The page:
In-Round Progression is the Biggest Game Design Innovation in a Decade

Battle Royale and Roguelike are remaking game progression before our eyes. Popularized in earnest during the rise (and eventual pruning) of the MOBA genre, in-round progression mandates players accrue vertical power in the context of a single round.

MOBA sessions start with players farming in-round currency to spend on items that persist until the round or particular game is over. In addition to in-round currency, players earn XP that levels up characters for the round duration. Many teams secure victory by out-farming currency and XP relative to the opposing team; eSports commentators are fond of displaying progression charts during casts. A single XP chart becomes the scoreboard of the game and a big predictor of victory.

In-round progression completely alters the salary profile game designers pay players. If we think of rewarding player action with progression as a wage rate, in-round progression radically alters the incentives. Instead of optimizing for the long-run, in-round progression presents a 30-60min time horizon to players.

The Late Majority

Even without engaging the opposing team in direct combat, merely taking action under a game with in-round progression means to compete. In-round progression suggests that every choice is strategic. If the opposing team finds a method to progress faster, their win probability increases via increased vertical power. PvE environments like those found in Hades face a different but still game-altering change of incentives. Hades rewards players with Boons or character upgrades that persist for the duration of the dungeon run. While progression is not a race in this context, the acquisition and choice of Boons becomes a focal point for player success. And because progression resets at the end of a dungeon run, designers have the freedom to make progression in a round feel significant and powerful without fear of players hitting a level cap or out chasing difficulty.

Out-of-round progression is distinct from by in-round progression virtue of persistence across sessions. An MMO like World of Warcraft progresses players by having them gain permanent power from levels and equipment; there is no reset.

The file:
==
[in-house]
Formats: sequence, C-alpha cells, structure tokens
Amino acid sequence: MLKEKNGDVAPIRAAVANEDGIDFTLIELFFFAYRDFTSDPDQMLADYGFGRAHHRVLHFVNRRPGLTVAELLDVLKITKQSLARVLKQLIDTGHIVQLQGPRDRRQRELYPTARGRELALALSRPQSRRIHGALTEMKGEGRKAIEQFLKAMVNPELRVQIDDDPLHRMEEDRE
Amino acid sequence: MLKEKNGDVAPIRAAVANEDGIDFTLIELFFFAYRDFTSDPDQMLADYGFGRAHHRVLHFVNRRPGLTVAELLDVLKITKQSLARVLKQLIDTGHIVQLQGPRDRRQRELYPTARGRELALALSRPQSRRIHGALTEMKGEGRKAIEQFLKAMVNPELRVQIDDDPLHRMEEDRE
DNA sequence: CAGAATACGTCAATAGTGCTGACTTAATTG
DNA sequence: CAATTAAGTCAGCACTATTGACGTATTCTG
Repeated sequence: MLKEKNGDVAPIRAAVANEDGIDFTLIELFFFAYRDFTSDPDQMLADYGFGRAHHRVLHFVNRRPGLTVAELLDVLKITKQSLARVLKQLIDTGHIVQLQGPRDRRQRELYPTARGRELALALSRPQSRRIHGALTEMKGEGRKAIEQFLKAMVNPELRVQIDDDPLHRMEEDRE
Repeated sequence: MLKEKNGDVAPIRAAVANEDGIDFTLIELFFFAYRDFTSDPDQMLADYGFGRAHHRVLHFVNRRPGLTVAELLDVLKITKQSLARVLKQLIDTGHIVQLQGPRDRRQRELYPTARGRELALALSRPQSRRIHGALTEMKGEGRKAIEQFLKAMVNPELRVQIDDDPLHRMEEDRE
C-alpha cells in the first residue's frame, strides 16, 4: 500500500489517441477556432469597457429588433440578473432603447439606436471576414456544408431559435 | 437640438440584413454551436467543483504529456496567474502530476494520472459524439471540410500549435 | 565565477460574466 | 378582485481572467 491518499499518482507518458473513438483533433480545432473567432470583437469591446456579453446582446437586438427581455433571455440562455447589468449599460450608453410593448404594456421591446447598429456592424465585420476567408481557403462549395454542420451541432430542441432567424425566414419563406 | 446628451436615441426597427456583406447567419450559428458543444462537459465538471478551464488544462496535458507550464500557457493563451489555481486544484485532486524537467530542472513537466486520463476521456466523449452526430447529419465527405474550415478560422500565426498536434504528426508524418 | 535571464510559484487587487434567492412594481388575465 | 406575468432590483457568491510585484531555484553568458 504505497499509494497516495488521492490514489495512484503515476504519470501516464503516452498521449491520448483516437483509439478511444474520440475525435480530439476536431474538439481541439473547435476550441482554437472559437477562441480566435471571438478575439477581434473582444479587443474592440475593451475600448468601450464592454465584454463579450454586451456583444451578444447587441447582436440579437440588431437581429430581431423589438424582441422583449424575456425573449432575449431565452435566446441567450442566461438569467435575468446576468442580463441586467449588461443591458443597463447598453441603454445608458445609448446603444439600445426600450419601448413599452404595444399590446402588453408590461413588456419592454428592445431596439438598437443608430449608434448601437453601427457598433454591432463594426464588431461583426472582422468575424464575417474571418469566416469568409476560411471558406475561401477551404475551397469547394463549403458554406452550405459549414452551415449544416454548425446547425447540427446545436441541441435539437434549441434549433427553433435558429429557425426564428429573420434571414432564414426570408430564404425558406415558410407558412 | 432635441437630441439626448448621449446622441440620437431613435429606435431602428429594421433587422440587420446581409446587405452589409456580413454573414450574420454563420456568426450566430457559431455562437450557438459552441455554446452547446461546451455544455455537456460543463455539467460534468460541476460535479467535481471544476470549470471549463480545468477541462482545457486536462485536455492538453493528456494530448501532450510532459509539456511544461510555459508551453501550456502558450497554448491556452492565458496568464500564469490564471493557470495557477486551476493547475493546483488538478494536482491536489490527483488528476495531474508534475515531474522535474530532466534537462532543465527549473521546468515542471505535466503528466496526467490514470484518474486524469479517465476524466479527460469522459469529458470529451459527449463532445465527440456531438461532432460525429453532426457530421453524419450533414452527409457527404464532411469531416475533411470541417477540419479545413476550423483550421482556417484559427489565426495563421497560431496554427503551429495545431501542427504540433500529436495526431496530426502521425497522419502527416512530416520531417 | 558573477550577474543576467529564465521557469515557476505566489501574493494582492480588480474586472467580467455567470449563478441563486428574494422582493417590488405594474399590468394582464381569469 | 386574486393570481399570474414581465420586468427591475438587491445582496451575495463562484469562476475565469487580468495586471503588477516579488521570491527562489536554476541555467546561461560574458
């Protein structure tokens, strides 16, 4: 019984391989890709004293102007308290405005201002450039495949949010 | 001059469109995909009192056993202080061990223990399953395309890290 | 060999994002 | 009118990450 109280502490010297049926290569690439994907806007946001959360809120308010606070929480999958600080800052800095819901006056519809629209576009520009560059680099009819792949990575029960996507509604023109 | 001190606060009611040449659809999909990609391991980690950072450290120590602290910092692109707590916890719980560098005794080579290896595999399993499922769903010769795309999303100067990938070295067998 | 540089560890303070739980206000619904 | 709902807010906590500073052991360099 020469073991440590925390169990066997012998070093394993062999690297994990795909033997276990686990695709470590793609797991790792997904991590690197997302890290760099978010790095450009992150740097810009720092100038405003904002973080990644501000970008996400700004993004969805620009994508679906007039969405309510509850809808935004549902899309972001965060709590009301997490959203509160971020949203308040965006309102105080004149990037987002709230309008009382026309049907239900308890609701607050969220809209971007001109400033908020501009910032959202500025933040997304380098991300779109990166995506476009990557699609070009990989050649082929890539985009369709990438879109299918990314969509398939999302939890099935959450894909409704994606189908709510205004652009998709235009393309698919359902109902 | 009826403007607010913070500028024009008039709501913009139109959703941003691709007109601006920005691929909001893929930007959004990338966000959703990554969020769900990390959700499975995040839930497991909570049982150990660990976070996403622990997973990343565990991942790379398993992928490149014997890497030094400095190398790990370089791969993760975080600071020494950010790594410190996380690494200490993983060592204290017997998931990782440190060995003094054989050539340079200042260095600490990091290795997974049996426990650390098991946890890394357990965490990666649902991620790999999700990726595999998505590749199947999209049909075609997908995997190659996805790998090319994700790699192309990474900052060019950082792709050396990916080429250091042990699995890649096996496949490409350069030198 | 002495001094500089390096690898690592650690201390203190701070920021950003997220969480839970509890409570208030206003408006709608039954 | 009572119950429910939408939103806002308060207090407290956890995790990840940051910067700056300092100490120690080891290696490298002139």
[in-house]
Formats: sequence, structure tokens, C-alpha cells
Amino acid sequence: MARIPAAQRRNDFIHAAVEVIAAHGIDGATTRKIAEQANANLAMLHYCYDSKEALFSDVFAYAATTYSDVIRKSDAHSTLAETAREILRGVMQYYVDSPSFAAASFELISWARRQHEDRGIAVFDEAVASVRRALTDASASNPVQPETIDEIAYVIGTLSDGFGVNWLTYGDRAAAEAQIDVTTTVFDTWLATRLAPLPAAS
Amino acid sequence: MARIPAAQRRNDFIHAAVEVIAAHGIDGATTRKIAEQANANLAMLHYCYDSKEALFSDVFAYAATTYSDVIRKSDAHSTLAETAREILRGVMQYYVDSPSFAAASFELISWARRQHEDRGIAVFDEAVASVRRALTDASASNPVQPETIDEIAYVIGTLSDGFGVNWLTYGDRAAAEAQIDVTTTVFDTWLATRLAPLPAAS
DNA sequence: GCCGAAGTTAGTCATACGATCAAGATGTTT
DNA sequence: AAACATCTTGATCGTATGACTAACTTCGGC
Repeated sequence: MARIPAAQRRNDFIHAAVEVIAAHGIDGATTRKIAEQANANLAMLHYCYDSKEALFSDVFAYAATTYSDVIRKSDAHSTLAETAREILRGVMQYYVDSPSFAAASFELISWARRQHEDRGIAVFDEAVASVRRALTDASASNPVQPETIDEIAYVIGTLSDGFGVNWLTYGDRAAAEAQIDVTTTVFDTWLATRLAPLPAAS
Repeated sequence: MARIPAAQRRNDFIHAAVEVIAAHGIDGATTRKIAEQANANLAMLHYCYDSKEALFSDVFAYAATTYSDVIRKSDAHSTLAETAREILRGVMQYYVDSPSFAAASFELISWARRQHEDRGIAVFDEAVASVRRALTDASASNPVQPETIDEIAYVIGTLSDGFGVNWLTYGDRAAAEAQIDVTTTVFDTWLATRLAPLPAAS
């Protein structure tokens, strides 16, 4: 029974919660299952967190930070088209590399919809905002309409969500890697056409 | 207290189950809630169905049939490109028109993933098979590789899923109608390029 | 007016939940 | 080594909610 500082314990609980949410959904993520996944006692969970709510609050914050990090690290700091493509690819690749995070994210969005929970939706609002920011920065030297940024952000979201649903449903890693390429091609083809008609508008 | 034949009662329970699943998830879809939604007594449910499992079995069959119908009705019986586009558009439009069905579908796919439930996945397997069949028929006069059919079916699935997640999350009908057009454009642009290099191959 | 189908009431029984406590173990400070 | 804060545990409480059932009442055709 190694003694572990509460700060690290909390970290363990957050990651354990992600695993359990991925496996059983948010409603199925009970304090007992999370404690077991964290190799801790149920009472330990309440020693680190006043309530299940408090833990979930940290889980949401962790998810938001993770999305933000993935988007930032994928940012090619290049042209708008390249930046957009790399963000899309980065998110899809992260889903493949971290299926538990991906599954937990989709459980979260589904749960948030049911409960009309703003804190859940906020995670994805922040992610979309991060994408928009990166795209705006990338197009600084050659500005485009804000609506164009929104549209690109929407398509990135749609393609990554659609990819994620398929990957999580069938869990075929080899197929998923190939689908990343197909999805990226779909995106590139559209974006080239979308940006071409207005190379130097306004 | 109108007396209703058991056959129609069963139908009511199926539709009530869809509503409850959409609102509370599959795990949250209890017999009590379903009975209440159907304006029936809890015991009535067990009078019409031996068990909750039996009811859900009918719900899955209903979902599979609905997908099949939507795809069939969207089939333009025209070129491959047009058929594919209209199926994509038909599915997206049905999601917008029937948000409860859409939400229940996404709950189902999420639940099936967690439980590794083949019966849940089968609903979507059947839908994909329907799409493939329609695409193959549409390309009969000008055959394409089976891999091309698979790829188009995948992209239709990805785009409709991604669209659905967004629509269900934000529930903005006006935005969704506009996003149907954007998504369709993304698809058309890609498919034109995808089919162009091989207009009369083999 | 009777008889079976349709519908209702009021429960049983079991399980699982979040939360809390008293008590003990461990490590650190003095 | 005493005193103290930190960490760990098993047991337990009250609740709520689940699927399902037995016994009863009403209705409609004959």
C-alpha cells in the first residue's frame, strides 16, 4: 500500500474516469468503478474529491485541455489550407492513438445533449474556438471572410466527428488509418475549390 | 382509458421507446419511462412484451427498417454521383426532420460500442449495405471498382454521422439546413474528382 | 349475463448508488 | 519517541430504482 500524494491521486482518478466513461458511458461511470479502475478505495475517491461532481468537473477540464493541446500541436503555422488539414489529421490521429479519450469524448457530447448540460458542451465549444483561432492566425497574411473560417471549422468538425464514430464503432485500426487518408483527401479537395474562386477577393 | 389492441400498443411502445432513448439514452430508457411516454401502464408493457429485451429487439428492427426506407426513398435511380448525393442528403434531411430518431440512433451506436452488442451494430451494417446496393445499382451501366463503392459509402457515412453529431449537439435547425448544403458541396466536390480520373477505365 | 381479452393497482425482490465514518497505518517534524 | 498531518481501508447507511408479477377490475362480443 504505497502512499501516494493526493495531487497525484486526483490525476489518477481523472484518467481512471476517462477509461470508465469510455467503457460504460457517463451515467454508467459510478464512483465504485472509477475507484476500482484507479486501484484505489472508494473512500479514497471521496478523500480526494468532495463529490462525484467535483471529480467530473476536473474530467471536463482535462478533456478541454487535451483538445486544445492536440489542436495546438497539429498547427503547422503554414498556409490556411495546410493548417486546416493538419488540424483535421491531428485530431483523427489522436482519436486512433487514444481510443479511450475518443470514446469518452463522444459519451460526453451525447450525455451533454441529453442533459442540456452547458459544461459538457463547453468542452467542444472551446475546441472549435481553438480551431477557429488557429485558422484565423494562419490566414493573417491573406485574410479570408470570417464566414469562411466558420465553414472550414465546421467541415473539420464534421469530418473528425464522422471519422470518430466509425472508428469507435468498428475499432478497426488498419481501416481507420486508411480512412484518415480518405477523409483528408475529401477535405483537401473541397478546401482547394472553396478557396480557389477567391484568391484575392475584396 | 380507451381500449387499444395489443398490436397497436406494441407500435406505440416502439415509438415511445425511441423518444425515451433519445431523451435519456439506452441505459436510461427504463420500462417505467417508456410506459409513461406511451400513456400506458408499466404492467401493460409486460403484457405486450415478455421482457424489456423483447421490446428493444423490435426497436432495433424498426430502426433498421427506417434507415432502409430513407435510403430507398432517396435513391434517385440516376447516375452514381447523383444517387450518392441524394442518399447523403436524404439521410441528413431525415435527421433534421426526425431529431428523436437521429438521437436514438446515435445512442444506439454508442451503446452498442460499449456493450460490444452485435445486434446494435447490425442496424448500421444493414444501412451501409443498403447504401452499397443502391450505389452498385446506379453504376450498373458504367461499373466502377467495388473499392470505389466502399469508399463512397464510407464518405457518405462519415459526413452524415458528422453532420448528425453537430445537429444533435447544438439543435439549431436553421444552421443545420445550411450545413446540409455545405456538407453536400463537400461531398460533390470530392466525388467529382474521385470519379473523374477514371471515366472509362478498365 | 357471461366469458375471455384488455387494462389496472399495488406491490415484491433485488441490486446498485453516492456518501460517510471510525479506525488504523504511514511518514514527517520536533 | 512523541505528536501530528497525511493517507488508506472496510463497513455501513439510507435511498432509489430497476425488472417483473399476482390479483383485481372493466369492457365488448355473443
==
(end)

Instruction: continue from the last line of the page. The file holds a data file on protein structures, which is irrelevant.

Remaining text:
The RTS genre first played with in-round vertical power but struggled as a genre to find a way into the mainstream lexicon. If we imagine game design as a sort of “technology,” we can model the diffusion of ideas similar to technology. Following the same S-shaped diffusion curve, the RTS genre is an early adopter, and the MOBAs are an early majority.

Technology Diffusion S-Curve

The late majority is upon us. Both Battle Royale (BR) and the emerging Roguelike have seamlessly integrated in-round progression concepts into their sessions.

BR and Rougelike

An underrated feature of Battle Royale is the looter-shooter power creep across a session. Games like The Cycle take this further with explicit leveling within a round. Gear in Battle Royales explicitly contains power ratings; some guns and shields are better than others. But even beyond gear, Battle Royales are also incorporating in-round currency.

Pictured: Apex Crafting Curency Wheel

In-round progression pairs perfectly with the Roguelike genre of repeated dungeon runs. Hades has sold more than 2M copies on Steam to critical acclaim following over 1.5M copies of Slay the Spire; queue the indie paradigm shift.

In-round progression has touched an increasing number of genres to great applause. It remains to be seen how the “Laggards” will deploy the mechanic.

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